I don’t particularly think I was still at my peak but yeah, I’d like to think I didn’t quit because of an inability to keep up but rather because I was growing out of it more and more. I turned pro when I was 19 so I had been doing the same routine for about 10 years. And I think that’s what makes most people drop out at some point. It’s just an incredibly cyclical routine, in the places you go, the types of projects you get involved with. At least that’s what I felt like. I loved every minute of it but at some point I was just getting too curious to see what else was out there.

Do you think snowboarders are dropped from their sponsors when they reach a certain age and should they be allowed to ride longer?
I used to think there wasn’t enough will on the brand side to support older athletes but I think that has changed quite a lot in the past 10 years, looking at some of the older guys that are still around and being appreciated, from Guch to Jamie to some of the younger „old“ guys like Gigi and Nicolas. Overall, it might be more of cause and effect relationship between the lack of more mature snowboard-related media outlets which in turn leaves an audience beyond 30 years of age untapped, which again in turn makes those older athletes have less of a relevance. Compared to surfing where you have the surfer journals and more of a vivd beach and community life that older people stay a part of.

Do you ever think about making a comeback and filming a video part?
Haha. No, I don’t think I would have the patience. If you invited me for some pre-built backcountry jump thing, possibly carried me out there and made sure the conditions were alway epic, yeah, maybe 🙂



Lastly but by no means least, we have Jan Prokes who is the Snow Category Manager for Volcom Europe.
Volcom in our opinion are doing an amazing job of having young and legendary talent on the team. Bryan Iguchi, Jamie Lynn and Terje are all still on the team list and are heavily promoted. Jan had this to say.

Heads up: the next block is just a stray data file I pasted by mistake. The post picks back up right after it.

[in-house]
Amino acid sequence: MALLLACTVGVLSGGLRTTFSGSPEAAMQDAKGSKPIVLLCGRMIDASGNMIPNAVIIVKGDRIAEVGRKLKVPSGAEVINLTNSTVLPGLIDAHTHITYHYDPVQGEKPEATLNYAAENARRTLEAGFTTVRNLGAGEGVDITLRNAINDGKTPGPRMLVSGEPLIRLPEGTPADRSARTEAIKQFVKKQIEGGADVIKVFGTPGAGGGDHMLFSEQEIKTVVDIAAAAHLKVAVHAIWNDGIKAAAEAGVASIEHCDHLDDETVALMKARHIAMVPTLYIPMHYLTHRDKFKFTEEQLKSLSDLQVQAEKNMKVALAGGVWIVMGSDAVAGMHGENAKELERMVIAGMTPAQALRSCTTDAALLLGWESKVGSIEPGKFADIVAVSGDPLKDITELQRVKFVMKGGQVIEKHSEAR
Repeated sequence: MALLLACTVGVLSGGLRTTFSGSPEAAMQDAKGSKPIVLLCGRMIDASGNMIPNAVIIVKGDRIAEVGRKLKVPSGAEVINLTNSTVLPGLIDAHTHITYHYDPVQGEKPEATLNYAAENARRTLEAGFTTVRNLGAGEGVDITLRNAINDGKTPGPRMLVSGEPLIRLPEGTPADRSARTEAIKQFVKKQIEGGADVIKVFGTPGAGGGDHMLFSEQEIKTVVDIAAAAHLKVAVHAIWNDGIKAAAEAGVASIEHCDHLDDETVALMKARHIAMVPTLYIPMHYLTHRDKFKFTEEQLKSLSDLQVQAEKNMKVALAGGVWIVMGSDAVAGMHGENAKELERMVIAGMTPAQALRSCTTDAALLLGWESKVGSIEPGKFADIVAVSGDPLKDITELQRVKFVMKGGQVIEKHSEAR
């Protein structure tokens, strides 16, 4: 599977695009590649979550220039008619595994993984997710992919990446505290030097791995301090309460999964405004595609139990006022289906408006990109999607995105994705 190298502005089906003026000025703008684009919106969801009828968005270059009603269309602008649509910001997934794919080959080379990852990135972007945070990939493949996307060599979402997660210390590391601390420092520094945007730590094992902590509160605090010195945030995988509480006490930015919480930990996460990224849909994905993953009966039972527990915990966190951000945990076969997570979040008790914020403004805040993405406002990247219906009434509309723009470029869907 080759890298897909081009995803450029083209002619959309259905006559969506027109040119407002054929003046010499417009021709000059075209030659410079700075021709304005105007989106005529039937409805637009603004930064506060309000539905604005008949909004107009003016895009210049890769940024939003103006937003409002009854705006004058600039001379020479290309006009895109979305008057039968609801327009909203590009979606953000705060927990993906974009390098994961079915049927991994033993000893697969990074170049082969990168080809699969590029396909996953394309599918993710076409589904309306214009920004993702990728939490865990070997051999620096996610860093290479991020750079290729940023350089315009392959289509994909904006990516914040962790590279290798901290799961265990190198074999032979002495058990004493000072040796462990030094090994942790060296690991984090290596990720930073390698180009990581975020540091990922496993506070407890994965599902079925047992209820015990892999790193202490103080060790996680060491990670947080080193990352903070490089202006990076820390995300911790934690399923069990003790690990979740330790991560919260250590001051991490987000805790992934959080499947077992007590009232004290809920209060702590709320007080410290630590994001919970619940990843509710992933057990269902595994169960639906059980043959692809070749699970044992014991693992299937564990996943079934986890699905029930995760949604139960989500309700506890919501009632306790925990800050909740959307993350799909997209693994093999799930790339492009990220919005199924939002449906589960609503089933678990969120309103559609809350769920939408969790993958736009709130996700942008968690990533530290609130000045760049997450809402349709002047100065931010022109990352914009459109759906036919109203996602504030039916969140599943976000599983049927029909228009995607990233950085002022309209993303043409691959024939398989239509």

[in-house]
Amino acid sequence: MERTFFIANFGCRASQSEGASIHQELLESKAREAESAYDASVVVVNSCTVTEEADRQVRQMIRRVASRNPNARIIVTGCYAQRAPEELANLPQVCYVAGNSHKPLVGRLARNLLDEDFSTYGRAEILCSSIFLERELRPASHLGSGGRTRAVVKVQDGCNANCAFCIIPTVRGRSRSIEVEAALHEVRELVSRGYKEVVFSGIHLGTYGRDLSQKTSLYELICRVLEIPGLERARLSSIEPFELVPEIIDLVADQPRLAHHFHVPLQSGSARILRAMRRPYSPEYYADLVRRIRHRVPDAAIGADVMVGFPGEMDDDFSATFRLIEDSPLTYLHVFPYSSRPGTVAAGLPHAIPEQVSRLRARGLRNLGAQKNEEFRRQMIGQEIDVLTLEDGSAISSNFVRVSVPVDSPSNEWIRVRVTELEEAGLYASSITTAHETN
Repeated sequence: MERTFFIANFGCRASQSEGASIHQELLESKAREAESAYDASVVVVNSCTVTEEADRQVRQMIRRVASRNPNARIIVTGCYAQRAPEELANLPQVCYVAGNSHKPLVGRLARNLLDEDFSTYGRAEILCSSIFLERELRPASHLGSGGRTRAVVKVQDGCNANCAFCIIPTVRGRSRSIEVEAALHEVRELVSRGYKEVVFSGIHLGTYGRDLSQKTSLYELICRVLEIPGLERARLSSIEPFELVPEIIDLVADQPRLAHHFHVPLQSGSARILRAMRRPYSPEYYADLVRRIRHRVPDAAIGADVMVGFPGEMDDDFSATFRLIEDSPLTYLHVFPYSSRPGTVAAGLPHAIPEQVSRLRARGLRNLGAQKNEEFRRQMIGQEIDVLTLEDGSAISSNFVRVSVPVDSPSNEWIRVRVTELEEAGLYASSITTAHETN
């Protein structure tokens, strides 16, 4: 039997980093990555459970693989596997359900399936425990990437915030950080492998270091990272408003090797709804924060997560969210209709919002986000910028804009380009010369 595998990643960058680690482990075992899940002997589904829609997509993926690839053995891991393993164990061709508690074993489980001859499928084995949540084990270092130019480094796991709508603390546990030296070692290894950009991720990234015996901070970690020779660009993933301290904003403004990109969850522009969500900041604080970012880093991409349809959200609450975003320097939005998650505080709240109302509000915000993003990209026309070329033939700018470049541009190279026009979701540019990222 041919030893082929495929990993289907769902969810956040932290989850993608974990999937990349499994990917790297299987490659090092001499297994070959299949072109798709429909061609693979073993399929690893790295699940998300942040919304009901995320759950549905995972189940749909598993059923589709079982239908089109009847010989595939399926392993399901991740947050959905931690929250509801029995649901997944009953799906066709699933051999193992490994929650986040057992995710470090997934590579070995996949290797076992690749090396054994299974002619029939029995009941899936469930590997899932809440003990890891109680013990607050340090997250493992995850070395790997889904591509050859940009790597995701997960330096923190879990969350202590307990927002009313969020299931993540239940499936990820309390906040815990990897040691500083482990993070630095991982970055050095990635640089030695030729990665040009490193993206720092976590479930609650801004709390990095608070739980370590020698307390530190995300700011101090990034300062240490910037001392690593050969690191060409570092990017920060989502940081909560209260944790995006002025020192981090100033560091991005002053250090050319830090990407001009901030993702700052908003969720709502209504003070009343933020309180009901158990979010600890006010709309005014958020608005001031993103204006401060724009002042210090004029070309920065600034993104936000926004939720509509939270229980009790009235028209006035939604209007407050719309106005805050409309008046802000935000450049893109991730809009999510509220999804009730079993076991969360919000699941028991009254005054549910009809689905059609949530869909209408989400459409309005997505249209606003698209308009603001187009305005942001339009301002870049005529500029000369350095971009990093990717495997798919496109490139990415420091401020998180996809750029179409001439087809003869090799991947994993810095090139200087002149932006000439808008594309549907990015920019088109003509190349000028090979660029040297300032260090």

Why do so many riders get dropped by brands when they get older and should this change?I could write books on this topic; is Steve Caballero too old for Vans? No, of course he isn’t and remains as popular as ever.

Snowboarding should look to our bigger brothers, skateboarding and surfing here. In short, it all comes down to staying relevant, finding your niche/strengths and exploiting them. There is definitely a place for riders like Bryan Iguchi, Jamie Lynn and Terje, today AND tomorrow, just like there was yesterday. Why? First of all, snowboarding isn’t a young activity anymore. Secondly, these guys are all over 40 and can still keep up with the best of kids half their age. Perhaps they aren’t in a park but they would in the backcountry for sure. Last but not least, their accrued expertise is something to be passed along to younger generations with their personality/style and diversity.

What do you think these riders still offer that younger riders can’t?
If you strip these guys free from all their sponsors products & logos, people will still radiate towards them, why?, their winning personalities, characters and the true joy in what they do.
They are tastemakers, not taste-followers and they have an audience way outside of strictly- snowboarding. Terje in his relentless anti IOC campaign, where time and time again he has been proven right, Jamie Lynn being a musician, painter/art director and now voice-over specialist and Guch being a spokesperson for rural living and artist, an ambassador for POW.

Volcom do a lot of marketing with the older generation of pros what do they offer that younger riders can’t?
This trio and their relationship with their sponsor(s), in this case Volcom, has always been a partnership and our relationship goes so much deeper than “A pays B X amount per year to wear logo and sticker on board/clothing” It is much more a two-way street, because these guys are proactively contributing with art/ideas and other intentions in how to truly partner with us.

Hopefully, old farts like myself, with kids and family, thinning hair and growing beer bellies can relate to these guys. Why? Cause they trigger a response, people can still throw a method or ride pow FAST at 40+ all it takes is the commitment to drag your ass out of the couch and get away from the screen.
I personally think we damaged snowboarding in the early 2000’s with too much cool/ and over the sw bs 900++ spin, too many helicopters etc. Surely there’s a reason why, The Side Hits Euphoria edit by Arthur Longo and Olivier resonated so well last winter, because it’s filmed exclusively inbounds at resorts, in everyday, average conditions and more people can relate to it. The older guys bring so much more to the table than skills alone, hell, they ARE the table!

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Index Photo Erin Hogue